Preserving Tax‐Free Treatment of Employee Parking Benefits

AuthorShirley Dennis‐Escoffier
Published date01 September 2017
Date01 September 2017
© 2017 Wiley Periodicals, Inc.
Published online in Wiley Online Library (
DOI 10.1002/jcaf.22288
Preserving Tax-Free Treatment
of Employee Parking Benefits
Shirley Dennis-Escoffier
Employers can provide park-
ing benefits to their employees
on a tax-free basis. However,
an information letter recently
issued by the Internal Rev-
enue Service (IRS) illustrates
how tax-free treatment can be
denied if all of the require-
ments are not met. The letter
addressed a parking policy
under which an employer paid
for parking spaces and was
then reimbursed by employees
who used those spaces through
a deduction from their pay.
The IRS indicated that this
parking policy did not qualify
as a tax-free transportation
fringe benefit; however, with a
little advanced planning, the
taxpayer at issue in this let-
ter could have preserved the
favorable tax treatment. In this
column we will examine the tax
rules governing the treatment
of transportation benefits pro-
vided to employees and what
to avoid so that the tax-favored
treatment can be preserved.
Commuting and related
parking expenses are usually
considered nondeductible
personal expenses and, if reim-
bursed by an employer, will be
considered taxable income to
the employee. However, under
Internal Revenue Code (IRC)
Section 132(a)(5), businesses
can provide their employees
with qualified transportation
fringe benefits that can be
excluded from gross income,
resulting in not only an income
tax savings for employees
but also a savings in payroll
taxes for both employees and
Qualified transportation
fringe benefits, as defined in
IRC Section 132(f)(1), can take
four forms: (1) qualified park-
ing, (2) transportation in a
commuter highway vehicle,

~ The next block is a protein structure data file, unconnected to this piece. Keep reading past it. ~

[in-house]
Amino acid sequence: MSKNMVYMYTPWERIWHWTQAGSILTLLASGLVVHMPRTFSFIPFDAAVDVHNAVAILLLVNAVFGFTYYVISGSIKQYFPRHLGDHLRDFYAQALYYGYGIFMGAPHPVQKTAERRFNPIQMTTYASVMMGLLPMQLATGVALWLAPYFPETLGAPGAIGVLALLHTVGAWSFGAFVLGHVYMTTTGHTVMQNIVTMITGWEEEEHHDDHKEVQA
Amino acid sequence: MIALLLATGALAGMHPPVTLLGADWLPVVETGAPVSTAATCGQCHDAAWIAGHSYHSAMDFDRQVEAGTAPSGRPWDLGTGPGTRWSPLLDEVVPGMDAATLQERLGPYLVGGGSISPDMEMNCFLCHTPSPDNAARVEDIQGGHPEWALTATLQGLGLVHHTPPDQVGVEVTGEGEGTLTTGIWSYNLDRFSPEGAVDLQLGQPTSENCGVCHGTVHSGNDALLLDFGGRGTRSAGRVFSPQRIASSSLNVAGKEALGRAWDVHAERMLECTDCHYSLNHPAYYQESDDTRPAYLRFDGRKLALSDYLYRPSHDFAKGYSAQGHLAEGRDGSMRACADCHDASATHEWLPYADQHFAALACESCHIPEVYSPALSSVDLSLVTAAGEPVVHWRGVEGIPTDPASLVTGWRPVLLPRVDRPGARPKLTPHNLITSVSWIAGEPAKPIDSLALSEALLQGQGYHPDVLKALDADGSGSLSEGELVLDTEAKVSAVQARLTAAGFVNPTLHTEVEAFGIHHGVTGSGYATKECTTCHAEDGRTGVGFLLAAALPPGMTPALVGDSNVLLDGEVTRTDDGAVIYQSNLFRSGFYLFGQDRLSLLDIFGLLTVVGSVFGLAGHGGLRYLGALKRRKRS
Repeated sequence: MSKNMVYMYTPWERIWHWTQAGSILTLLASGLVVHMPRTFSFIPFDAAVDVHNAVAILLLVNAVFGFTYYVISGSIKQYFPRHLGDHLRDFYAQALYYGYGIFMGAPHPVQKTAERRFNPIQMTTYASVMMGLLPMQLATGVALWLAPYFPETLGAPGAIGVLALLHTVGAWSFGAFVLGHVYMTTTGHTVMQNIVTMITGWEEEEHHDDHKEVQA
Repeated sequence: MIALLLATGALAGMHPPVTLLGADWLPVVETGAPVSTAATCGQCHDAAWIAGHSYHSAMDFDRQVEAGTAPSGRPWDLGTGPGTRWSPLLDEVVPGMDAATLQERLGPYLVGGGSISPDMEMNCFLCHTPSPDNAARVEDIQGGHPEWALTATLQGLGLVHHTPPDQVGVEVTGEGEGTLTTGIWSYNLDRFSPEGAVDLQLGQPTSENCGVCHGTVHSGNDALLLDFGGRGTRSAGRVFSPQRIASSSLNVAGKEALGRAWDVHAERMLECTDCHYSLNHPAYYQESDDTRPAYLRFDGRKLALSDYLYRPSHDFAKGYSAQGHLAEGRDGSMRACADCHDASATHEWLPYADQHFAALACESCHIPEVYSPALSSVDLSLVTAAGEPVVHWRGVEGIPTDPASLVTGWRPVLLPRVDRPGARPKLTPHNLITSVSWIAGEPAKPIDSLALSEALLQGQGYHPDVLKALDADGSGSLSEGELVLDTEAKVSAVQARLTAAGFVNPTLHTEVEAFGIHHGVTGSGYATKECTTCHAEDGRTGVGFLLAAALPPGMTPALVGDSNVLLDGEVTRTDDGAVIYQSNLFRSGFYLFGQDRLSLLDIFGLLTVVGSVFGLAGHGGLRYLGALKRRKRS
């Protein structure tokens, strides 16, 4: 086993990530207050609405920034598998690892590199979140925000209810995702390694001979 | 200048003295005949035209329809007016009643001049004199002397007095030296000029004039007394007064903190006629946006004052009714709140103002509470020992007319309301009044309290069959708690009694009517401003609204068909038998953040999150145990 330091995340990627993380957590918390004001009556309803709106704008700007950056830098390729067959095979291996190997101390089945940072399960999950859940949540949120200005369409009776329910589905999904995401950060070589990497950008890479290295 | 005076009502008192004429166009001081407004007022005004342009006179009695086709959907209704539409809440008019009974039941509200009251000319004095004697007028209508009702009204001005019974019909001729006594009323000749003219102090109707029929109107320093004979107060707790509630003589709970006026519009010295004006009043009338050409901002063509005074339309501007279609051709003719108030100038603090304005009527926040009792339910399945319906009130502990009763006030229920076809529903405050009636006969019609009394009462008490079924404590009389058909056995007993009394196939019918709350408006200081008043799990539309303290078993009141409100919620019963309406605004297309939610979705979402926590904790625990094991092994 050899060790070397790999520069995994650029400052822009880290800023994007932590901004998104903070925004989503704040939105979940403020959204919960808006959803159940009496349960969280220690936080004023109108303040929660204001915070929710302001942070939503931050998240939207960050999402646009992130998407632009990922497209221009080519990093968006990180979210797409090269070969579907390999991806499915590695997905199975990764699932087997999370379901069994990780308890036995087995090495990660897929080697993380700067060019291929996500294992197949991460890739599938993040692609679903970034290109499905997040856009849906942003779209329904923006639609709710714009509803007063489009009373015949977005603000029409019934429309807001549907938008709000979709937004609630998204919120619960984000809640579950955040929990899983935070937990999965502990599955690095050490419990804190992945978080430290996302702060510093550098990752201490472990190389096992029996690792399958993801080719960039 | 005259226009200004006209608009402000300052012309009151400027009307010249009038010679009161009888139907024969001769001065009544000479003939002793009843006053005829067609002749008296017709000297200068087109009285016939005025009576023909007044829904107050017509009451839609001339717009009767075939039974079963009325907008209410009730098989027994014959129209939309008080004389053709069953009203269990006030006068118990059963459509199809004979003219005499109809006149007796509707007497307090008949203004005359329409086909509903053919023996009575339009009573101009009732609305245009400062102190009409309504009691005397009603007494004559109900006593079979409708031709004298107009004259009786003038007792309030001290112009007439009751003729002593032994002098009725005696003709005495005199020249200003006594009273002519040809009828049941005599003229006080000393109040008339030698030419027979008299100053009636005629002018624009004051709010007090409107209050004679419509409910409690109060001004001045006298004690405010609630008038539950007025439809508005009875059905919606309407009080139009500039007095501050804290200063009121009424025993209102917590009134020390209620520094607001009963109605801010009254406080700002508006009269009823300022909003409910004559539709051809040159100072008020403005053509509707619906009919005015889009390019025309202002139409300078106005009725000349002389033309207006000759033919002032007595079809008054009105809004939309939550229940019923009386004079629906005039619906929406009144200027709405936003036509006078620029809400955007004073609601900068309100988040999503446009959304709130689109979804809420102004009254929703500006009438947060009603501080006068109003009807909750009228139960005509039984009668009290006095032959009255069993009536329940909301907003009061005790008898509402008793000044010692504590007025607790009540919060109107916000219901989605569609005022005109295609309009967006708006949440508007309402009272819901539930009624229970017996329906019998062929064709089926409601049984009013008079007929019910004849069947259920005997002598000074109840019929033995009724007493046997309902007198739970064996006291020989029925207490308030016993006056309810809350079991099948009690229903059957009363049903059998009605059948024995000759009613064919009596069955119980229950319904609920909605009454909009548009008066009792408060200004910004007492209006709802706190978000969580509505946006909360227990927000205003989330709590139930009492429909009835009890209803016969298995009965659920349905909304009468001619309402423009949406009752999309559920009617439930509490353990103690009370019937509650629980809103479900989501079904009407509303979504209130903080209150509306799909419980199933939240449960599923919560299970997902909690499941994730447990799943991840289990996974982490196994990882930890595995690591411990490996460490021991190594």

(3) a transit pass, and (4) a
qualified bicycle commuting
reimbursement. IRC Section
132(f)(5)(C) defines quali-
fied parking as parking pro-
vided to an employee that is:
(1) on or near the business
premises of the employer or
(2) at a location from which
the employee commutes to
work (including commuting
by mass transit, commuter
highway vehicle, or carpool).
Under Regulations Section
1.132-9(b), parking is consid-
ered provided by an employer
if (a) the parking is on prop-
erty that the employer owns or
leases, (b) the employer pays for
the parking, or (c) the employer
reimburses the employee for
parking expenses. Parking on
or near the employer’s business
premises includes parking on or
near a work location at which
the employee provides services
for the employer. For example,
in Letter Ruling 200347003, the
IRS determined the parking
was qualified where a company
leased office space that included
use of an adjoining parking lot
and the company permitted
employees to park in the lot as
part of the company’s qualified
plan. However, parking on or
near the employee’s residence
does not qualify.
Qualified parking does not
include the value of parking
provided to an employee that is
excludable from gross income
under IRC Section 132(a)(3) as
a working condition fringe ben-
efit or a reimbursement paid to
an employee for parking costs

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